Health Insurance Demystified

Episode #150
Jul 19, 16
Podcast Episode
» Subscribe to Show

Health insurance in all of its aspects seems to be very complicating. Join us in a conversation with Gerald “Ray” Stevens, President/Broker of Stevens and Associates Insurance Agency, Inc. Ray will help clear up some of the major issues and give us important information to make sense of the entire process.

Hosts: Dr. Glenn Wollman, Christina Souza Ma and special guest Gerald “Ray” Stevens. Airing on Tuesdays @ 10:30am PST (1:30pm EST)

Please feel free to type your questions or comments into the box at the bottom of the page.

Gerald “Ray” Stevens

Gerald “Ray” Stevens is originally from Missouri, where he graduated from Kansas City Business College. After moving to Santa Barbara, CA he attended the Insurance Training Institute with Certified Life Insurance Read full bio »

Glenn Wollman

Glenn Wollman, MD, has always been at the leading edge of medicine. He helped pioneer the specialty of Emergency Medicine and, at the same time, also developed and ran one of the first hospital-based Integrative Medicine programs in the Unitied… Read full bio »

2 Responses to "150: Health Insurance Demystified"

  1. Richard Fox

    Hi, I enjoyed your episode very much. One of the questions I have is that it seems that insurance premiums and deductible/co-pay are inversely proportional and that if you want affordable deductibles and co-pays that you have unaffordable premiums or vice versa. We seem to see that most deductibles that are provided by employers are for “catastrophe” only, not leaving much choice for the employee regarding deductibles and co-pays vs. premium payments. So, my question becomes it is basically a “cash” practice until that deductible is met. It also seems that many types of care, the standard yearly physical, the optometrist, dentist, chiropractor, physical therapist are in fields that would never touch the deductibles or co-pay’s. So why would it be mandatory to pay for insurance premiums that the average healthy individual would never use in a years time? Why would anyone want to double pay? Pay for insurance through premiums that do not cover your basic costs and then pay cash for what does involve your basic health care. Also, I can understand why Doctor’s are reluctant to give out prices over the phone, as it may sound simple when the person is describing their needs to the front office and are told one price, yet when the actual history and examination occur, there may be extra costs involved in formulating a diagnosis by having to order lab work-ups, x-ray or imaging, etc. Many times people call up a doctor thinking they sprained a joint and it is a fracture, dislocation or worse, bone pathology.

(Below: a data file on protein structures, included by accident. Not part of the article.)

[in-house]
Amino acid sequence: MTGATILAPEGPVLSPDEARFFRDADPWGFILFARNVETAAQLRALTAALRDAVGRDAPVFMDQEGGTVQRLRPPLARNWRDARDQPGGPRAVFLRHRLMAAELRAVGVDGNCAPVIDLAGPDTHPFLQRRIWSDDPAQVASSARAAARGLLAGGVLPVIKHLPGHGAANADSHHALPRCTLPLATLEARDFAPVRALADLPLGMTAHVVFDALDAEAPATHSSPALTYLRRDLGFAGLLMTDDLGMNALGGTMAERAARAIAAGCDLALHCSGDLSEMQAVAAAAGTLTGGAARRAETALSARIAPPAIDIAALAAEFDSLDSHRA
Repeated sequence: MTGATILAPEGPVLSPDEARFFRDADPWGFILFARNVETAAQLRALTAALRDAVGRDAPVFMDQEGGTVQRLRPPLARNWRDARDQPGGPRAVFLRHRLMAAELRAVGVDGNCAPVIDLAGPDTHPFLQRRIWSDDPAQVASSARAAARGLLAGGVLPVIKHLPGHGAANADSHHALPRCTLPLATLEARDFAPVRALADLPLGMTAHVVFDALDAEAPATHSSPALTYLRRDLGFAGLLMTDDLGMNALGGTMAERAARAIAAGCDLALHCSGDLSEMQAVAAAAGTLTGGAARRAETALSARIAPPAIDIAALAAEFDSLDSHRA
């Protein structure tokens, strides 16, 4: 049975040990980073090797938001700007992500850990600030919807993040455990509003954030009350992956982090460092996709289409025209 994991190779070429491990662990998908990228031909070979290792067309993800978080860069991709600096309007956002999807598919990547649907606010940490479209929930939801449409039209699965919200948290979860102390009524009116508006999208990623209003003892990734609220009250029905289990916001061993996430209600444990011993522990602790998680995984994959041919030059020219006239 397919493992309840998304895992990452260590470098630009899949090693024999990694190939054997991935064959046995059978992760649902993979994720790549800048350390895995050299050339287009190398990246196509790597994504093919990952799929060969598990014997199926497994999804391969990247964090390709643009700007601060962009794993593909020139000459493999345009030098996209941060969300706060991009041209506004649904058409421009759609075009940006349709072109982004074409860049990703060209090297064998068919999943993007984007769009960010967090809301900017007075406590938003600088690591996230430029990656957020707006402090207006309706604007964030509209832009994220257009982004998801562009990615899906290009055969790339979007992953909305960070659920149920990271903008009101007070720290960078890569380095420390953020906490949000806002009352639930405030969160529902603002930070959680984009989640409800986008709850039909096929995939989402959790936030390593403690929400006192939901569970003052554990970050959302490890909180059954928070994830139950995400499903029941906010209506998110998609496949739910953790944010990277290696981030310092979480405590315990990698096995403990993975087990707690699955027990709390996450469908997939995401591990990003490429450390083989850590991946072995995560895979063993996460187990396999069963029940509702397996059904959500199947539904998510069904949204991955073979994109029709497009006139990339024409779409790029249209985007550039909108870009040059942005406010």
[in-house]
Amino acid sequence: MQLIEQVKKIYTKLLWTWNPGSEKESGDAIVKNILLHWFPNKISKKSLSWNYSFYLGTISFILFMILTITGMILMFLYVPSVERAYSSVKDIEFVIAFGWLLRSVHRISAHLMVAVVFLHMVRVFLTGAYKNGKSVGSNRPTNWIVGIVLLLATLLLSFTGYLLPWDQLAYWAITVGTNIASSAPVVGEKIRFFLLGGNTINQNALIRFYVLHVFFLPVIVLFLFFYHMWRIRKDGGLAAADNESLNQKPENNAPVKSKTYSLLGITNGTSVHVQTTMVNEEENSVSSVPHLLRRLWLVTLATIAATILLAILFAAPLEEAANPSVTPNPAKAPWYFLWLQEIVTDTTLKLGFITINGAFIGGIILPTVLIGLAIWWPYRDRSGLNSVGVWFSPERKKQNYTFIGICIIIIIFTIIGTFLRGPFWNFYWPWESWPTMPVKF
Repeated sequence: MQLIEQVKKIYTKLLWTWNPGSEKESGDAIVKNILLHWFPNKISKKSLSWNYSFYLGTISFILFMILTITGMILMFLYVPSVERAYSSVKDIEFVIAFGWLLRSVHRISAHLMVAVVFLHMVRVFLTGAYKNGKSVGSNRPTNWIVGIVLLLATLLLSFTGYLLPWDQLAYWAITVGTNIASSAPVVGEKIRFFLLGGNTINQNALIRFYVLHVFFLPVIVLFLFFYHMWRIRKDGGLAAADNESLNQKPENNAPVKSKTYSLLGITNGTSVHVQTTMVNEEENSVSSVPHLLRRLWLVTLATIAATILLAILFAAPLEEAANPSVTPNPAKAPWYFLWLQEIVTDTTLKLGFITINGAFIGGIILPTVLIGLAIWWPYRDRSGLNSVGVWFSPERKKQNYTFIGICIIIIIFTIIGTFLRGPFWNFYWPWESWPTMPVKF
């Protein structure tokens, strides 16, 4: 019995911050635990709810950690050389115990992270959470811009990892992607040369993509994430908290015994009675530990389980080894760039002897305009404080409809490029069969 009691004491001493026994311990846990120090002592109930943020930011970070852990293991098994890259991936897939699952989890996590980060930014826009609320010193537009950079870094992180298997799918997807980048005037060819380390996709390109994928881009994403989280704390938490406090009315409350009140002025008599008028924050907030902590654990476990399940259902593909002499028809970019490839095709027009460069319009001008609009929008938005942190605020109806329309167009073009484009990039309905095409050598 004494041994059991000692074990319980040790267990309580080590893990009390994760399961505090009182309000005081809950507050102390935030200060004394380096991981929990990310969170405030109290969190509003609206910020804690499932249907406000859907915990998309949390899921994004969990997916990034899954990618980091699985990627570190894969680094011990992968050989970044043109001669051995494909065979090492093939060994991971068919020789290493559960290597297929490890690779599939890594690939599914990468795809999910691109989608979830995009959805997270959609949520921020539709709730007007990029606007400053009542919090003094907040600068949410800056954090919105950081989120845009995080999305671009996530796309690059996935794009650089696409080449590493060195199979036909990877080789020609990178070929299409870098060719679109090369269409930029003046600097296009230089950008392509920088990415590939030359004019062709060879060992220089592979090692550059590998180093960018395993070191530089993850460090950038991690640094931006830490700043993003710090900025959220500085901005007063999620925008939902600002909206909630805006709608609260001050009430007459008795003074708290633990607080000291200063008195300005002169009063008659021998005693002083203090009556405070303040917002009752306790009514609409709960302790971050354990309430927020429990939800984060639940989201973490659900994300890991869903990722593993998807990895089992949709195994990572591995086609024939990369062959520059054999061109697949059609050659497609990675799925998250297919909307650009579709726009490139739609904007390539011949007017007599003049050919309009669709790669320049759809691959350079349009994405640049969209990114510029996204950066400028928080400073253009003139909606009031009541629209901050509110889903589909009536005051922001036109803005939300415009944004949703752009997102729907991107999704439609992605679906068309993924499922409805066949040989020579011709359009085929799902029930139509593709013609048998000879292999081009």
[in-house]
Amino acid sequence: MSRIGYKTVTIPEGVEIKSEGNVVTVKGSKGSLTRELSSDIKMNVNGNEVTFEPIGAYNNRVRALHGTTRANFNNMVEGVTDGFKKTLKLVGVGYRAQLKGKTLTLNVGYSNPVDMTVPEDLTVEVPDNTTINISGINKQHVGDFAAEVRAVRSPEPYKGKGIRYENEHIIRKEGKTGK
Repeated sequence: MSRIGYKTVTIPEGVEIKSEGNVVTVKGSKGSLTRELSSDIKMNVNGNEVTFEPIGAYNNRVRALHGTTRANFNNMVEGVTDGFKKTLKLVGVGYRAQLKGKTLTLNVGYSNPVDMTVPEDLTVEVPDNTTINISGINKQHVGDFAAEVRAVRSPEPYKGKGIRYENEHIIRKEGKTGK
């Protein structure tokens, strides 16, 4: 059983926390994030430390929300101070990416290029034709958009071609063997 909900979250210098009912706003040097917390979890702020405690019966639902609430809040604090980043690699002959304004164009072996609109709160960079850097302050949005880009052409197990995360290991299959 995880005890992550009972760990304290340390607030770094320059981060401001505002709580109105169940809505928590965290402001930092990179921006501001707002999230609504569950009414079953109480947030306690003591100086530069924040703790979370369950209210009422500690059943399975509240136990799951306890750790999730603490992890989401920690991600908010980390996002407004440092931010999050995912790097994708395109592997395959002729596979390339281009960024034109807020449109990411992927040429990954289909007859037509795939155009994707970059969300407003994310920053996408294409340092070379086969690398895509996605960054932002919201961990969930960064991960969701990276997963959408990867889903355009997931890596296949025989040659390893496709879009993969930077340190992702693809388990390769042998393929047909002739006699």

• glenn Wollman

      Greetings Dr. Richard Fox,
      Thank you for following Magical Medical Tour and taking the time to comment and reply. We are always looking to provide good current information. I presented the question to our guest, Gerald Ray Stevens and this was his response:

      In response to the question: I would agree in the basic statement made. This is why instead of our office just presenting an ACA health insurance plan, most of the under 65 health insurance plans are packaged plans. These are plans where we use supplemental plans to fill many of the gaps to reduce the deductibles and coinsurance. This is also where you have to have a balance between the ACA health plan and the supplemental plans to insure lower premium payments with maximum benefit for the premium dollar. Still today many insurance agents do not offer the packaged plans, since it is easier to email the regular ACA plan or to do online application without much time or explanation. Presenting packaged plans takes time and explanation so prospects understand why and to show how these plans fill gaps cost effectively. I do understand that there is difficulty in having up front pricing from medical providers, since things are not always what they appear to be. I still believe there is a way to make more open information regarding the cost of the medical care prior to the bill coming in the mail. I hope this answered the question

Leave a Reply

Your email address will not be published. Required fields are marked *